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accept rate: 33%

edited 29 Dec '14, 17:07


I've been following this project for some time (when it was known as MathProg), and it's remarkable how much progress it has made over the past few months - to include support for Gurobi, amongst other great to-haves.

Having set up some of the optimization libraries for Python before (which was a fairly painful experience) before settling for cplex's python API, in a paper on routing optimization last year, and in setting up models to compare with a recent C++ library for robust optimization. The process of setting up Julia and JuMP, on the other hand, was a breeze.

There is alot of interest in building a framework for robust optimization (similar to ROME and ), building upon a nice generic solver-independent interface (openopt being another nice alternative), and I think the library (and the language) hits the sweet spot. Unfortunately I'll be available only after december to work on it, and haven't had the time to pick up enough Julia to work on it, much less clean up my own code to put on github.

May I ask if there will be support for user-defined and lazy constraints? Or do you all foresee difficulties in the inclusion of lower-level interventions in solver behavior?

link

answered 09 Oct '13, 05:52

yeesian's gravatar image

yeesian
846210
accept rate: 3%

2

I'm working on robust optimization that will be similar to ROME but with some features and generalizations to approach a wider class of problems that I think MATLAB is not really capable of handling. I'm also hoping that the speed of JuMP for MILP is maintained for robust problems. We have lazy constraints but not in the version in the package manager, hopefully tidied up and documented and coming soon!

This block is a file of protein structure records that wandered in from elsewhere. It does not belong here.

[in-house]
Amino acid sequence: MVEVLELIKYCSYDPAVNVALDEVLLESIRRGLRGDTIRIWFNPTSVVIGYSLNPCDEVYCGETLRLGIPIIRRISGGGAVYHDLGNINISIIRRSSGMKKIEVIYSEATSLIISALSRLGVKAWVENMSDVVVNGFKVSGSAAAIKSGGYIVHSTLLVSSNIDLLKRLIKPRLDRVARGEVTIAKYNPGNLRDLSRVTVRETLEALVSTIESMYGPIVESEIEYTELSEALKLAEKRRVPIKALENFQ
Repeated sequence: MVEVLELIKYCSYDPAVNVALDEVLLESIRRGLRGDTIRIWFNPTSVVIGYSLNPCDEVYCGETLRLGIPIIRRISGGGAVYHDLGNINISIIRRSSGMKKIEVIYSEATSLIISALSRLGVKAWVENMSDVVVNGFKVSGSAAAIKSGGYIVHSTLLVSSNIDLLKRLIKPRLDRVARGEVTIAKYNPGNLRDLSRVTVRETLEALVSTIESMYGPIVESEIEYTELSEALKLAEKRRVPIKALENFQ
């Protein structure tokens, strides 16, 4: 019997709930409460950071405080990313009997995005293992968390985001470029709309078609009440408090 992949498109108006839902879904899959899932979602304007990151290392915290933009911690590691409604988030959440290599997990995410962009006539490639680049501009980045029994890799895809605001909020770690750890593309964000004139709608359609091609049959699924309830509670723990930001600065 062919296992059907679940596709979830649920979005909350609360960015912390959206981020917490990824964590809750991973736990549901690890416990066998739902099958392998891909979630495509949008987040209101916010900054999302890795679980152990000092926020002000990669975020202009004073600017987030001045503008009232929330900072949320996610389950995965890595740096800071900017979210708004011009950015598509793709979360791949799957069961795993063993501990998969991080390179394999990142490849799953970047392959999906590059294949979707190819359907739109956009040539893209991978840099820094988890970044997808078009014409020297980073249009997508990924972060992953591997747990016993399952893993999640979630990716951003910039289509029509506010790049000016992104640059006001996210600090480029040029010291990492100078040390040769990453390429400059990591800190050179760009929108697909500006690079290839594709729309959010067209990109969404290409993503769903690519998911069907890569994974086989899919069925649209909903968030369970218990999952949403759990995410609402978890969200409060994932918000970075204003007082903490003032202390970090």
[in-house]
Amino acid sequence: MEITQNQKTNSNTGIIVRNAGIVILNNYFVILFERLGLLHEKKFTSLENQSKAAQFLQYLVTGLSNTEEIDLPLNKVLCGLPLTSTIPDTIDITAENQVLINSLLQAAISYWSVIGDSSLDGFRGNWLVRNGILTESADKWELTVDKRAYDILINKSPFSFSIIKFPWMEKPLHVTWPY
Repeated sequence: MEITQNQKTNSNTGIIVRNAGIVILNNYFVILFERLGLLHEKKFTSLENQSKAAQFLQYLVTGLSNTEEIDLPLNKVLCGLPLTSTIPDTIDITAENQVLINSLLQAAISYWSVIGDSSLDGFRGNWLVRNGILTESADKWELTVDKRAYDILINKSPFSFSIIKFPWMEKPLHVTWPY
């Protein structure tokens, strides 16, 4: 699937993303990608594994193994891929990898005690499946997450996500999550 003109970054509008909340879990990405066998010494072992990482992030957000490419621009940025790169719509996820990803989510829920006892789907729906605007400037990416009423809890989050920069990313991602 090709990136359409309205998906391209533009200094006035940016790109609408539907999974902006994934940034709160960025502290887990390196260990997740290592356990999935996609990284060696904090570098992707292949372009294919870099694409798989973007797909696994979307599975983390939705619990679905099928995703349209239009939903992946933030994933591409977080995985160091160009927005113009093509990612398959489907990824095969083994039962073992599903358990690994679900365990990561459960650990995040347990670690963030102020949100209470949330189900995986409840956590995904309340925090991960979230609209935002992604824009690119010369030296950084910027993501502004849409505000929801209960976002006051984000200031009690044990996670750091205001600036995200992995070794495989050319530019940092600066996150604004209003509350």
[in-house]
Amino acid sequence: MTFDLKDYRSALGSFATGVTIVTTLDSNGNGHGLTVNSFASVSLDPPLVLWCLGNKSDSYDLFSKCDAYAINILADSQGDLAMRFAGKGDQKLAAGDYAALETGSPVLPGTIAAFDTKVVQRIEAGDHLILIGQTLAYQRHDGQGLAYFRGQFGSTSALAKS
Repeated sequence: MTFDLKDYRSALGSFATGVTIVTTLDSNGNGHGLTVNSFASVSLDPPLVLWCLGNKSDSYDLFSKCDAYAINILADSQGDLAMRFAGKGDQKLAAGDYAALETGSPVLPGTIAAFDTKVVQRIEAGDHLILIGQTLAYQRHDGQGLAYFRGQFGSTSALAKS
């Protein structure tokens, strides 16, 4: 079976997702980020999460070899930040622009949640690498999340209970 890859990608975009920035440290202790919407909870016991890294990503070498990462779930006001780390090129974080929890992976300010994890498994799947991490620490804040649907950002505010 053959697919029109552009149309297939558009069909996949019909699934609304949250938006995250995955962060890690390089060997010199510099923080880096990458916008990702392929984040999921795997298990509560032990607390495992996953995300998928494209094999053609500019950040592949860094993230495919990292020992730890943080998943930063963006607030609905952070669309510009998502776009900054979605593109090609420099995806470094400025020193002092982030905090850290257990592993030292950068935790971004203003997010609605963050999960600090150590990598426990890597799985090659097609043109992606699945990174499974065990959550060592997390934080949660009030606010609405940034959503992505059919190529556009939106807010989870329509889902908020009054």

(09 Oct '13, 11:49) Iain Dunning
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Just to follow up on what Iain said, over the past few days we've pretty painlessly got callbacks working with the low-level Gurobi interface and have a mock-up of the JuMP syntax for lazy constraints. We'd like to do this in a solver-independent way, which will require some thought, but it's definitely in the pipeline.

(09 Oct '13, 12:32) Miles
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@Iain @Miles: Rumors [aka tweets] say, CPLEX and Mosek interfaces "might" be in the pipeline, too - nice! (P.S. @Miles: Congrats on your COIN-OR Cup win, btw.)

(09 Oct '13, 14:22) fbahr ♦
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Update: user defined lazy constraints are in!

(16 Dec '13, 15:48) Iain Dunning
3

Awesome! It is really well-documented too. For a lower-level interface, there's also MathProgBase, and for an overview of other solvers supported (in Julia), see JuliaOpt.

(16 Dec '13, 20:26) yeesian
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Asked: 03 Oct '13, 13:19

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Last updated: 29 Dec '14, 17:07